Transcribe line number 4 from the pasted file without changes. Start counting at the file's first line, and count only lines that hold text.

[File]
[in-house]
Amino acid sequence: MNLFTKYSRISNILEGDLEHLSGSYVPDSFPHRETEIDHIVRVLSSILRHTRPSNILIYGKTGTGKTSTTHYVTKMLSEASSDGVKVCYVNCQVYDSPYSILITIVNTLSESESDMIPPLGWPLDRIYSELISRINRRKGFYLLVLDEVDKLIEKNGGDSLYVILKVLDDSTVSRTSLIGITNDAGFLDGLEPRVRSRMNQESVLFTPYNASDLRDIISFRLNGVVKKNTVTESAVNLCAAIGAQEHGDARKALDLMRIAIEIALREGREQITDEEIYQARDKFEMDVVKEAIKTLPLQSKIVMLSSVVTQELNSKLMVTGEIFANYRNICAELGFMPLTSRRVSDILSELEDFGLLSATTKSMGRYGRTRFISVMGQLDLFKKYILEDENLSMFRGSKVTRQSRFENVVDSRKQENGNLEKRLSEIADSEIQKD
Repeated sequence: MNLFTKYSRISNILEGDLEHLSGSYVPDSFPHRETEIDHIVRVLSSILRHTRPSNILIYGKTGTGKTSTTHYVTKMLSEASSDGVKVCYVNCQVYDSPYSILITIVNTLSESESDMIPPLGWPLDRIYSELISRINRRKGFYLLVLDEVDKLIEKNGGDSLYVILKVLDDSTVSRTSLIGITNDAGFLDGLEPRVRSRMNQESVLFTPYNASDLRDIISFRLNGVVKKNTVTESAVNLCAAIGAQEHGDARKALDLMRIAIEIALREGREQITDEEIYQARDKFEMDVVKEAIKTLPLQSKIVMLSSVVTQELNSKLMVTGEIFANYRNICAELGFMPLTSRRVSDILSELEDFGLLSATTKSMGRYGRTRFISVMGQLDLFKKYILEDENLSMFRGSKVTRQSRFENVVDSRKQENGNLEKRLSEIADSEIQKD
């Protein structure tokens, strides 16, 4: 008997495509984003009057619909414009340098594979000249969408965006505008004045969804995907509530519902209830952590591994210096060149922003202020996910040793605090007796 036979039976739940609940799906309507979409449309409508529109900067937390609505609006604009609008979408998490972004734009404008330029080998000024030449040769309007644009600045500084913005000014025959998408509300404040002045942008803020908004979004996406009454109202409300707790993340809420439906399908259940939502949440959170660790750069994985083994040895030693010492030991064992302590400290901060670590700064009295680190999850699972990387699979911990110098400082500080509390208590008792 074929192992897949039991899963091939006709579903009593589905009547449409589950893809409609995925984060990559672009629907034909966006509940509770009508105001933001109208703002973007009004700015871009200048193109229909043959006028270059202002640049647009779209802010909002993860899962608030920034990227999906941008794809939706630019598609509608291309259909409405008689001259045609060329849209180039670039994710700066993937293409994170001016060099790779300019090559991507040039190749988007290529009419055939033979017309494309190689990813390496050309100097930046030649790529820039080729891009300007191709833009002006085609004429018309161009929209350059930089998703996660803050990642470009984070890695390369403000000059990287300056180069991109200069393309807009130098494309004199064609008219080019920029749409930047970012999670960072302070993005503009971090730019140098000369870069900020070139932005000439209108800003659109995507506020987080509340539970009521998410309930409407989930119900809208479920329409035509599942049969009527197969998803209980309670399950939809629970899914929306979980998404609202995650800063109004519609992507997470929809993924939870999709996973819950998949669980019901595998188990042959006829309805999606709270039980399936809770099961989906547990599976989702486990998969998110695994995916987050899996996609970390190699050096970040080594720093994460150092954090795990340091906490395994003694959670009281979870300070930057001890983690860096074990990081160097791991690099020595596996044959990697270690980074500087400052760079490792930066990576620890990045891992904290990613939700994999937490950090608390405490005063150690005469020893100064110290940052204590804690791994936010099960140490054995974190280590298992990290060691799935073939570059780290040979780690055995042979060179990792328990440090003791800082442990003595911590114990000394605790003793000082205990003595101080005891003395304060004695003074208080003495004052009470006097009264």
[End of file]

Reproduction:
């Protein structure tokens, strides 16, 4: 008997495509984003009057619909414009340098594979000249969408965006505008004045969804995907509530519902209830952590591994210096060149922003202020996910040793605090007796 036979039976739940609940799906309507979409449309409508529109900067937390609505609006604009609008979408998490972004734009404008330029080998000024030449040769309007644009600045500084913005000014025959998408509300404040002045942008803020908004979004996406009454109202409300707790993340809420439906399908259940939502949440959170660790750069994985083994040895030693010492030991064992302590400290901060670590700064009295680190999850699972990387699979911990110098400082500080509390208590008792 074929192992897949039991899963091939006709579903009593589905009547449409589950893809409609995925984060990559672009629907034909966006509940509770009508105001933001109208703002973007009004700015871009200048193109229909043959006028270059202002640049647009779209802010909002993860899962608030920034990227999906941008794809939706630019598609509608291309259909409405008689001259045609060329849209180039670039994710700066993937293409994170001016060099790779300019090559991507040039190749988007290529009419055939033979017309494309190689990813390496050309100097930046030649790529820039080729891009300007191709833009002006085609004429018309161009929209350059930089998703996660803050990642470009984070890695390369403000000059990287300056180069991109200069393309807009130098494309004199064609008219080019920029749409930047970012999670960072302070993005503009971090730019140098000369870069900020070139932005000439209108800003659109995507506020987080509340539970009521998410309930409407989930119900809208479920329409035509599942049969009527197969998803209980309670399950939809629970899914929306979980998404609202995650800063109004519609992507997470929809993924939870999709996973819950998949669980019901595998188990042959006829309805999606709270039980399936809770099961989906547990599976989702486990998969998110695994995916987050899996996609970390190699050096970040080594720093994460150092954090795990340091906490395994003694959670009281979870300070930057001890983690860096074990990081160097791991690099020595596996044959990697270690980074500087400052760079490792930066990576620890990045891992904290990613939700994999937490950090608390405490005063150690005469020893100064110290940052204590804690791994936010099960140490054995974190280590298992990290060691799935073939570059780290040979780690055995042979060179990792328990440090003791800082442990003595911590114990000394605790003793000082205990003595101080005891003395304060004695003074208080003495004052009470006097009264």